Zimbabwe’s state-owned fixed line and broadband operator TelOne has released a statement saying that it is faced with what it calls “acute viability challenges”.
In some ways, this is no surprise. Zimbabwe’s high inflation and a weak local currency would be a challenge to most operators. Zimbabwe's annual inflation rate jumped to 192% in June, the highest level in over a year, as food costs more than tripled. The Zimbabwean dollar has also dropped 70% against the US dollar so far this year.
General price increases in the market – notably fuel and power – haven’t helped either. Theft and vandalism of network equipment is also hitting TelOne’s bottom line.
Then there’s the exchange rate. The unofficial or ‘street’ exchange rate is often used by suppliers as a way of fixing their prices to recoup their costs. Many businesses, including operators, have to use the official rate, which means they lose out.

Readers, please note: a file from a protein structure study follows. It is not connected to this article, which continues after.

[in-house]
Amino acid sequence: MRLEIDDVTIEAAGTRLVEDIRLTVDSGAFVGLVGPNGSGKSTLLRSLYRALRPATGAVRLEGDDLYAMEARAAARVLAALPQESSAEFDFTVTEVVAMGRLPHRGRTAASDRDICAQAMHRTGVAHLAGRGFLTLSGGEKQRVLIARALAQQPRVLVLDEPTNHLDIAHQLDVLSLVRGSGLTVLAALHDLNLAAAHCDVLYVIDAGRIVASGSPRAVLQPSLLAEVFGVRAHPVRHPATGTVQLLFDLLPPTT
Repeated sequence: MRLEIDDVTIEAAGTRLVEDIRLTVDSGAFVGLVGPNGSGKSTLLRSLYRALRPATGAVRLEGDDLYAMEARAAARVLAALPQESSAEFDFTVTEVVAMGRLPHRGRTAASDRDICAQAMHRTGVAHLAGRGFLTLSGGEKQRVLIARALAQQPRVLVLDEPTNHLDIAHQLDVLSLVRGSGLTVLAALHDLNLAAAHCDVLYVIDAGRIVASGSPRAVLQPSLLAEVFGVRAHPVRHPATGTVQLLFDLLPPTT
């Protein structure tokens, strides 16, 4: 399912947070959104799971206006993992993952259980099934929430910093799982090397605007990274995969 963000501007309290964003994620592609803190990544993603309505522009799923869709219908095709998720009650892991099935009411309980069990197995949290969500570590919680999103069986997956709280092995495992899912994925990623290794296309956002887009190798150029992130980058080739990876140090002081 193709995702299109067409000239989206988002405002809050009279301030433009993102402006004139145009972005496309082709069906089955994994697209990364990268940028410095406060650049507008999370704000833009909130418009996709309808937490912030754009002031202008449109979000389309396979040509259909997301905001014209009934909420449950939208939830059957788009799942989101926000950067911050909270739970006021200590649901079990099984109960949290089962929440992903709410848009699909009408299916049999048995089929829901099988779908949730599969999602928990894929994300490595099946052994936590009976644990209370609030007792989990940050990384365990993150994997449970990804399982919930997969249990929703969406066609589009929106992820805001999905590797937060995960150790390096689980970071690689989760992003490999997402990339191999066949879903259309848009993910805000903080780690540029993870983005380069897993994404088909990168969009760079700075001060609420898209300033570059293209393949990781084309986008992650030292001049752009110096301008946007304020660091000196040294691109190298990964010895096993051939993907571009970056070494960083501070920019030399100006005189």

However, for TelOne there’s an additional problem: it cannot get regulatory approval to adjust its tariffs. As TeleGeography's CommsUpdate points out, this means the firm is finding it difficult to pay suppliers and is unable to invest in network expansion or improvement.
The last tariff review for TelOne was in September last year. As ITWeb says, quoting from the recent TelOne statement, “No tariff adjustments had been approved for 2022. Consequently, the effective price for voice and broadband has fallen to an unsustainable US$0.025 cents per minute and US$0.00050 cents per megabyte, respectively, as of 31 May 2022.”